The use of inclisiran reduces low-density lipoprotein (LDL-C) levels in patients with atherosclerotic cardiovascular disease (ASCVD), new study results presented at the American Heart Association 2019 Scientific Sessions suggest.
For this Phase 3 study, researchers randomized 1,561 patients 18 years of age and older December 2017 and September 2019. The subjects were randomized 1:1 to receive either 300 mg of inclisiran or a placebo, at Day 1, Day 90, Day 270 and Day 450. Subsequently, each subject attended 8 study visits over the duration of 18 months to evaluate the safety and tolerability of inclisiran.
The two primary endpoints of this study were stipulated as the percent change from baseline in LDL-C at Day 510, and the time-adjusted average percentage change from baseline in LDL-C between Day 90 up to Day 540. The study’s secondary endpoints were specified as the mean absolute change in LDL-C at Day 510, the average absolute reduction in LDL-C between Day 90 up to Day 540, and changes in other lipids and lipoproteins.
According to the results of the study, inclisiran dosed initially, again at three months and then every six months thereafter caused placebo-adjusted LDL-C reductions of 58% at day 510 while demonstrating time-averaged placebo-adjusted LDL-C reductions of 56% from days 90 through 540. Moreover, the findings demonstrated inclisiran’s favorable safety profile, with an overall adverse event profile similar to placebo. The researchers observed no treatment-related liver or kidney laboratory test abnormalities.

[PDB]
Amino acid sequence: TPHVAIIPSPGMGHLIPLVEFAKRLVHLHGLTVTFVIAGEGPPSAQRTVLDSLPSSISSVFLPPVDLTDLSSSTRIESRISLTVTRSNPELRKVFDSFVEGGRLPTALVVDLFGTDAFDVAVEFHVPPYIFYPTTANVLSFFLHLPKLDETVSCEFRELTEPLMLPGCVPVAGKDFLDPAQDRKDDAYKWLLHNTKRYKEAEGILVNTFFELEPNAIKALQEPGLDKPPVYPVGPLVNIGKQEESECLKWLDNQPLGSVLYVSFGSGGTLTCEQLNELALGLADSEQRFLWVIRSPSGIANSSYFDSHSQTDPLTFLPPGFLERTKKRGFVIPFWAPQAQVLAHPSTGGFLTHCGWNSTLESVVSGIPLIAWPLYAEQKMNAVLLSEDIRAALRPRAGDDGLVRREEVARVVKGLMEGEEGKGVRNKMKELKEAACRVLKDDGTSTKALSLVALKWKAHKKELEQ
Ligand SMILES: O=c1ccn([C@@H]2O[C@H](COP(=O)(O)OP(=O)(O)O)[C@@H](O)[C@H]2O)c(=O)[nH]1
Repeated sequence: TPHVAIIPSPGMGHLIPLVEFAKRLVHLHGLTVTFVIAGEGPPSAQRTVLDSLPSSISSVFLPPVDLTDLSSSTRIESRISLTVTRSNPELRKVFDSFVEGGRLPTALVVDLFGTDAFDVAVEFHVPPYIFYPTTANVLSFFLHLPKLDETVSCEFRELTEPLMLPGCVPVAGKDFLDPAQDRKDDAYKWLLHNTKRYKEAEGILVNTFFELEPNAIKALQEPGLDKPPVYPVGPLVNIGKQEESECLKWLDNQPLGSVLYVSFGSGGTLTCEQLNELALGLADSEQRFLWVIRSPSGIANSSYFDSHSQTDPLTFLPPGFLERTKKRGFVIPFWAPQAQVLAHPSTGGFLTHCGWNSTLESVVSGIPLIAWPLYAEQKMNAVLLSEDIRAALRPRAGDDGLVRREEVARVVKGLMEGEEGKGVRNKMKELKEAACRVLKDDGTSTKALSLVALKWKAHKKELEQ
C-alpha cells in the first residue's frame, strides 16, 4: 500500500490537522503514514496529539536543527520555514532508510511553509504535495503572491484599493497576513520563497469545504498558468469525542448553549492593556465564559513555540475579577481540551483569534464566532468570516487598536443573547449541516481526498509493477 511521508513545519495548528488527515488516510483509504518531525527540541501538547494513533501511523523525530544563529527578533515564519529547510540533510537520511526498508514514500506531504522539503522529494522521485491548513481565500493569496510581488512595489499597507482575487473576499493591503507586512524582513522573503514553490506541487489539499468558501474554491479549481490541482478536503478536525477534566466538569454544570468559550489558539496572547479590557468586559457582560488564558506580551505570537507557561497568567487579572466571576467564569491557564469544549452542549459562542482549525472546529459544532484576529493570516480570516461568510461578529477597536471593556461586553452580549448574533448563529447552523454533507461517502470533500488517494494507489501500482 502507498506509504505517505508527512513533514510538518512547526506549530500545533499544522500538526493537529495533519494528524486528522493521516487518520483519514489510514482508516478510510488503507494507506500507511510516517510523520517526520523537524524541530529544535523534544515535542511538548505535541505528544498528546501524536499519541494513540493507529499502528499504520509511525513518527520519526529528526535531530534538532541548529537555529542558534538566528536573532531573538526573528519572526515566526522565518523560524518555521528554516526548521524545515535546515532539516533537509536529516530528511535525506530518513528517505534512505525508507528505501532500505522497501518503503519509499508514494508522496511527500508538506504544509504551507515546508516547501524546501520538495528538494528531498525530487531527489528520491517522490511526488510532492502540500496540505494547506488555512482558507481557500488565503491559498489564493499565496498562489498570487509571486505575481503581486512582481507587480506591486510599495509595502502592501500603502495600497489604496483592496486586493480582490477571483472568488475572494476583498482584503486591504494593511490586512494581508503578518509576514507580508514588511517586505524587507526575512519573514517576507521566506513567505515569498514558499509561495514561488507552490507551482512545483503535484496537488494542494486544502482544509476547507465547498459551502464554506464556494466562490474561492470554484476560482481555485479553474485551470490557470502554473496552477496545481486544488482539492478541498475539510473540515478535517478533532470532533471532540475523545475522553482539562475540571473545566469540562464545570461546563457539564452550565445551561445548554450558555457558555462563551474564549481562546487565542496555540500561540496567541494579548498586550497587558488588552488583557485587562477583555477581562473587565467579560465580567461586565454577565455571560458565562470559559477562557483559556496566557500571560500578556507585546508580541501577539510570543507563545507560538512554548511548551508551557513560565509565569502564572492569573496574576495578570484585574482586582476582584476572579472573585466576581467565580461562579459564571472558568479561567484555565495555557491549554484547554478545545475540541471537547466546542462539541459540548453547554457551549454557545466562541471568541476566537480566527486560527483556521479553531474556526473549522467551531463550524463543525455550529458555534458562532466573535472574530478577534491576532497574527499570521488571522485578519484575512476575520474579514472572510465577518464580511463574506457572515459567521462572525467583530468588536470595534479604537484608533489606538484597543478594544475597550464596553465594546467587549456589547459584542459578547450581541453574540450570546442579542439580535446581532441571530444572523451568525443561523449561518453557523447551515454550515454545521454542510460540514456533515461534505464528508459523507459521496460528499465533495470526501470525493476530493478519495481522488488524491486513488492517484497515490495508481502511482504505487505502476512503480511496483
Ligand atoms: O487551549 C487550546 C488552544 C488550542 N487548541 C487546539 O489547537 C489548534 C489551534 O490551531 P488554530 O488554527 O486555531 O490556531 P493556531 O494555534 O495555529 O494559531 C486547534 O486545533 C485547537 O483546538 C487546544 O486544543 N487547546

“Inclisiran achieved durable and potent LDL-C reduction with twice yearly injection in ASCVD patients on appropriate lipid lowering therapies over 18 months of follow-up with a safety profile similar to placebo in a high risk CV population,” the study presentation concluded. “Assuming FDA approval, twice yearly administration coincides with typical twice yearly patient visits with health care providers. Inclisiran therefore potentially offers a novel new treatment for LDL-C.”